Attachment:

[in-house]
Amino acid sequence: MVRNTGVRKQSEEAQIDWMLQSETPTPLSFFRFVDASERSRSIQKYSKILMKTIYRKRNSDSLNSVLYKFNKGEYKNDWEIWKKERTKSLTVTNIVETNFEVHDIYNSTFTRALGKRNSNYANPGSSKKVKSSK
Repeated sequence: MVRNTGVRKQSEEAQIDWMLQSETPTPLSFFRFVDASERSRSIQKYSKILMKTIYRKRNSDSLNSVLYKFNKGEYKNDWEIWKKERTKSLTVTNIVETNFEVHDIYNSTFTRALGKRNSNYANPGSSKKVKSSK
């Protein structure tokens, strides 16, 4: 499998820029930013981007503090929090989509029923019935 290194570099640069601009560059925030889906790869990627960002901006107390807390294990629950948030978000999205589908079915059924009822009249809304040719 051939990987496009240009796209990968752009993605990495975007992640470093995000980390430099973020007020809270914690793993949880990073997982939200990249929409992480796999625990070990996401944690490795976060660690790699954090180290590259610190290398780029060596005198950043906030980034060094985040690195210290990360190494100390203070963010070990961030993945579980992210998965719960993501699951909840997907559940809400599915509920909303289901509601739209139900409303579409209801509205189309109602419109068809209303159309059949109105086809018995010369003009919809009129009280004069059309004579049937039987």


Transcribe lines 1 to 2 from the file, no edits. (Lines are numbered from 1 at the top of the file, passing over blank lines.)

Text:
[in-house]
Amino acid sequence: MVRNTGVRKQSEEAQIDWMLQSETPTPLSFFRFVDASERSRSIQKYSKILMKTIYRKRNSDSLNSVLYKFNKGEYKNDWEIWKKERTKSLTVTNIVETNFEVHDIYNSTFTRALGKRNSNYANPGSSKKVKSSK